Nancy Brown

American Heart Association Celebrating Centennial

From humble beginnings as a small professional health society formed by six cardiologists in Chicago in 1924, the American Heart Association has emerged as the nation’s oldest and largest voluntary organization dedicated to fighting heart disease and stroke. Uniting more than 35 million volunteers and supporters and more than 2,900 employees, the Association today is a global force transforming the way the world understands, treats, and prevents cardiovascular and cerebrovascular diseases. In 2024, with Bold Hearts™ – the American Heart Association’s Centennial celebration – the organization celebrates 100 years of progress and a vision for a brighter future for all.

 “One hundred years ago, heart disease was considered a death sentence. Little was known about what caused it and even less about how to care for people living with and dying from it. Dr. Paul Dudley White, one of the American Heart Association’s founders, described those early years as a time of ‘almost unbelievable ignorance’ about heart disease,” said American Heart Association Chief Executive Officer Nancy Brown. “Through our relentless pursuit of lifesaving research, science, and innovation, and our unwavering support of patients, families, and caregivers, we are creating healthier communities everywhere and transforming the way we all live, work, and play, to empower longer, healthier lives.”

 Before the advent of antibiotics, infectious diseases, such as pneumonia, tuberculosis, and diphtheria, were the most common cause of death in the industrialized world. Arteriosclerotic cardiovascular disease (ASCVD), characterized by blood vessel plaques and thickening of artery walls, first emerged as a leading health threat in the mid-20th century and has remained the #1 killer of people worldwide, according to the U.S. Centers for Disease Control and Prevention.

 “There is much to learn from this historic shift in the reduction of deaths from infectious diseases and the current prevalence in deaths from cardiovascular diseases,” said Joseph C. Wu, M.D., Ph.D., FAHA, the current volunteer president of the American Heart Association, director of the Stanford Cardiovascular Institute and the Simon H. Stertzer Professor of Medicine and Radiology at Stanford School of Medicine. “Through scientific research, technological advances, and public health policy, most of these infectious diseases have become controlled, and many have been or are nearly eradicated. As we apply these same clinical and epidemiological methods to the someday hopeful eradication of heart disease and stroke, the American Heart Association is making great progress. Although still too many people die each year, many are living longer, more productive lives while managing their cardiovascular disease and risk factors.”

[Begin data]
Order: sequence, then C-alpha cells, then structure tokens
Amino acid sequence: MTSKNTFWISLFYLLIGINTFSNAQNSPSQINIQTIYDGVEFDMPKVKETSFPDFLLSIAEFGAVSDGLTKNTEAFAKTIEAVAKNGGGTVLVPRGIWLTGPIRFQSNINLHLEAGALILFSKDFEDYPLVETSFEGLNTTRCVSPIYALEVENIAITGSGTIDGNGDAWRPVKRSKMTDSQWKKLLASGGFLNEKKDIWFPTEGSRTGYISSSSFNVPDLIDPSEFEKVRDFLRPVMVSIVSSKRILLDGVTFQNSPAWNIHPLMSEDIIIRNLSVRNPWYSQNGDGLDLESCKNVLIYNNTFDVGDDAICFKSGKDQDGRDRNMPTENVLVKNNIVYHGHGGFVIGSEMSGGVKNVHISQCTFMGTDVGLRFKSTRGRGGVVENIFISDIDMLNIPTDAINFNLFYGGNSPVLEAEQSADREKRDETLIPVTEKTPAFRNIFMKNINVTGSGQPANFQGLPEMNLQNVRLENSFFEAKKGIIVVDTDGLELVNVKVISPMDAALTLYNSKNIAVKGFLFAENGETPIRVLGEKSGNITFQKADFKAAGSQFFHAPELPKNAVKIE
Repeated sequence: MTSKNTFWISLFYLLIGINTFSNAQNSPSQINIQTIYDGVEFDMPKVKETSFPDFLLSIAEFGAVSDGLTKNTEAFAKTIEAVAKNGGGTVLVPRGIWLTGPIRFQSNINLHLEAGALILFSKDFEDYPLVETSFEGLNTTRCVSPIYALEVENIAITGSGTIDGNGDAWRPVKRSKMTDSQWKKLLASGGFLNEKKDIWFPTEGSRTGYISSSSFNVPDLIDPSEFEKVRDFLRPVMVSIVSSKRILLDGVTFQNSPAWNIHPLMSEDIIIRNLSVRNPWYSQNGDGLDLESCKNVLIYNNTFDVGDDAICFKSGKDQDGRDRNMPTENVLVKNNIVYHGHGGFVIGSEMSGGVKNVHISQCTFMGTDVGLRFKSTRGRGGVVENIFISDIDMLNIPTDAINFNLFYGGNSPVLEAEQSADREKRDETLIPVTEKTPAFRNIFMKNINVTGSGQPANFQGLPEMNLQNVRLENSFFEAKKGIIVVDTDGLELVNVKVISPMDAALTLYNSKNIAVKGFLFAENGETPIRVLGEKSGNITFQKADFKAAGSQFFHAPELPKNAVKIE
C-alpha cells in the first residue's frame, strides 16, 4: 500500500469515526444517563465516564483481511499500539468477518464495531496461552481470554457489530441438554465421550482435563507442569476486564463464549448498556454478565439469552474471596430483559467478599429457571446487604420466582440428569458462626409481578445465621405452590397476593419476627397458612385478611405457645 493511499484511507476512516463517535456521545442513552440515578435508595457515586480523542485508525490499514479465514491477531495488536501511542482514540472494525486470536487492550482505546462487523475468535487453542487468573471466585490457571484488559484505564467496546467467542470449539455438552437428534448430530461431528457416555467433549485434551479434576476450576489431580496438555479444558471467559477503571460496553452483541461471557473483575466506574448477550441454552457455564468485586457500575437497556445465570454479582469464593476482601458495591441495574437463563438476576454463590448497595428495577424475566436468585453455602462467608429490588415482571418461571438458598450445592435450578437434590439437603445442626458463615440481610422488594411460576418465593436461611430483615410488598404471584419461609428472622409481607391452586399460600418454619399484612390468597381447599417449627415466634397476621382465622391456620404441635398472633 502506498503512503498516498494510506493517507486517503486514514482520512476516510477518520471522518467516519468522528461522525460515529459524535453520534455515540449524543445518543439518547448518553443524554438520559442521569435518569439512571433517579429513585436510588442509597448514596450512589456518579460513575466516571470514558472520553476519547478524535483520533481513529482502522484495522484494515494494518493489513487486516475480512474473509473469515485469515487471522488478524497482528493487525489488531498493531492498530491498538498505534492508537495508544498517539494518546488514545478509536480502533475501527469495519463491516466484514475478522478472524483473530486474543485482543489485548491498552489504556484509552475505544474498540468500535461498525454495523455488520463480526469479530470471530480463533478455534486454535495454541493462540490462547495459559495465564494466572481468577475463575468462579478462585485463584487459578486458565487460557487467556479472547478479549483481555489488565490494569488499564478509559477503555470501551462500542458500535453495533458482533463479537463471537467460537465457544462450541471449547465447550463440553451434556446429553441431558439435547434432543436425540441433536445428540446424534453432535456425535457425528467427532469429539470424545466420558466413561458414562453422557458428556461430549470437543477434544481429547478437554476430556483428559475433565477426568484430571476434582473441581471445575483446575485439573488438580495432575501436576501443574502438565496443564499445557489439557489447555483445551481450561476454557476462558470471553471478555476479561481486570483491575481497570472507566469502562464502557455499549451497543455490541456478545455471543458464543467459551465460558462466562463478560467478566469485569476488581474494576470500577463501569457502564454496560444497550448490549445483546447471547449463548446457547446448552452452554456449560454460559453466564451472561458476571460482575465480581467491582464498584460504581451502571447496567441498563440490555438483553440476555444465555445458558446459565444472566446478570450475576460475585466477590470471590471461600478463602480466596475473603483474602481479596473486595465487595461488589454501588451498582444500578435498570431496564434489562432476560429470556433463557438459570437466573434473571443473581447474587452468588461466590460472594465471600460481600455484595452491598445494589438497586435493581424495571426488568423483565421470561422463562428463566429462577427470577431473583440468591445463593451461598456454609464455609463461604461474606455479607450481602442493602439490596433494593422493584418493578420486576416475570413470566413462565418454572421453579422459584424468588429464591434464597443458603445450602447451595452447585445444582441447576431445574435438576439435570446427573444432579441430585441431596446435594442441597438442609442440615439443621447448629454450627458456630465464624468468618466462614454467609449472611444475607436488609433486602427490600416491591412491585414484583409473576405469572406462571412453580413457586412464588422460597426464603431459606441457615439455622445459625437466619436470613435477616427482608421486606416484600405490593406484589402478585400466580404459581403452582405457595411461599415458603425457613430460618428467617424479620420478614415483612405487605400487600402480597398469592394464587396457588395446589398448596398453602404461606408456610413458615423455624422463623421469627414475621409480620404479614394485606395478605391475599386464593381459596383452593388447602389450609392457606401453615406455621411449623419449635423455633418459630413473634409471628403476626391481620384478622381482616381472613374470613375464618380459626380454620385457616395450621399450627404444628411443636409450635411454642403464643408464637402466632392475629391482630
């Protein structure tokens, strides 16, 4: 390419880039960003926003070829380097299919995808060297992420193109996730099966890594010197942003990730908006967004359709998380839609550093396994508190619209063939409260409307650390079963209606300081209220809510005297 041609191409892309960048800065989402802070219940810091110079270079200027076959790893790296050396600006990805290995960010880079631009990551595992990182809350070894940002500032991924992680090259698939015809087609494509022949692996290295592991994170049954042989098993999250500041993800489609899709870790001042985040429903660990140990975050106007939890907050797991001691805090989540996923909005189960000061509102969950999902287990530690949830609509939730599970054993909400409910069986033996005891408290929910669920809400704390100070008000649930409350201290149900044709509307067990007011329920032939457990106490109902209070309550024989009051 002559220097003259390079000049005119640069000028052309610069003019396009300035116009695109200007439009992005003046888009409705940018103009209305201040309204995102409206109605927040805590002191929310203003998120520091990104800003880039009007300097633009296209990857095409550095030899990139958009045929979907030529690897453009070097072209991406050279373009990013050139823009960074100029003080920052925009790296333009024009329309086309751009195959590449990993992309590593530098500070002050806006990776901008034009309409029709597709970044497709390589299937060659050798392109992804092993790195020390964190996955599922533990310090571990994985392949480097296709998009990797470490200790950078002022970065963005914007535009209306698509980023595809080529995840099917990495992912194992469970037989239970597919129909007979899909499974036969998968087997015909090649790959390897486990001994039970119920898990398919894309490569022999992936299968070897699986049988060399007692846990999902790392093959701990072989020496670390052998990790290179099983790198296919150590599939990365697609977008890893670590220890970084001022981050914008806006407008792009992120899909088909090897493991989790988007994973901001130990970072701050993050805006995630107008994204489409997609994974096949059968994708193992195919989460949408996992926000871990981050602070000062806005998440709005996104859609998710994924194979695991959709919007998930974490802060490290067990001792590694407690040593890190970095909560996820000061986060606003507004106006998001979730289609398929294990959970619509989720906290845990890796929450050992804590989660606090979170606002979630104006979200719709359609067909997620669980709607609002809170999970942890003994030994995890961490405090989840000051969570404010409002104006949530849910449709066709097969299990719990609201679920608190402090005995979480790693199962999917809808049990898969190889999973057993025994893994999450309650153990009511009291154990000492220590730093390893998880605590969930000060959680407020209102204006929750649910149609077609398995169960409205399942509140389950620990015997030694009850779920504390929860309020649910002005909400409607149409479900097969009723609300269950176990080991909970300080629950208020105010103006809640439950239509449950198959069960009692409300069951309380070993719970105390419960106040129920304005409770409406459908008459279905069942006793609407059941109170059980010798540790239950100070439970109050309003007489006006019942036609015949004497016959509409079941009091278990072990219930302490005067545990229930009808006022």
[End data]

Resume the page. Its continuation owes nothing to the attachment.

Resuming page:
The inspiration for the Association’s formation came in 1911 from Mary Wadley, a nurse and social worker at Bellevue Hospital in New York City, who believed more could be done to help people who suffered from heart disease. At that time, heart disease was considered so dire that doctors were reluctant to even tell their patients they had it, according to renowned cardiologist and preeminent scientist Dr. Eugene Braunwald, often called the “father of cardiology.” In the first of a series of special Centennial Collection papers, “Cardiology: A Century of Progress,” published in Circulation, the flagship journal of the American Heart Association, Braunwald writes that it was “recommended that patients with serious heart disease not be informed of this, but that a friend or relative should be.” He also notes other treatments of the times: 

• Recommended therapy for chronic heart disease was extremely limited and consisted of just a few of today’s recommendations – reductions of weight and blood pressure if elevated, and lower salt intake.

• There was no specific treatment if one survived a heart attack other than bed rest, a liquid diet, and general supportive measures.

• While people with high blood pressure were advised to reduce their salt intake and body weight, they were also advised to bathe in tepid water and irrigate the colon once or twice weekly.

“Times have certainly changed over the last century. Bold moves, and dedicated researchers and volunteers, have resulted in significant medical advancements over 100 years, including the first artificial heart valve, implantable pacemakers, cholesterol-lowering medications, techniques for CPR, and much more,” said Marsha E. Jones, current volunteer board chairperson for the American Heart Association and former executive vice president and chief diversity officer for The PNC Financial Services Group Inc. “Even with today’s knowledge, gaps remain, particularly in ensuring health care access and quality care for people in diverse and underrepresented populations. That is why the American Heart Association continues to be a champion for health equity with our ‘10 Commitments.’ Through research, advocacy, community work, and more, these Commitments are designed to ensure we do all we can to remove barriers to health.”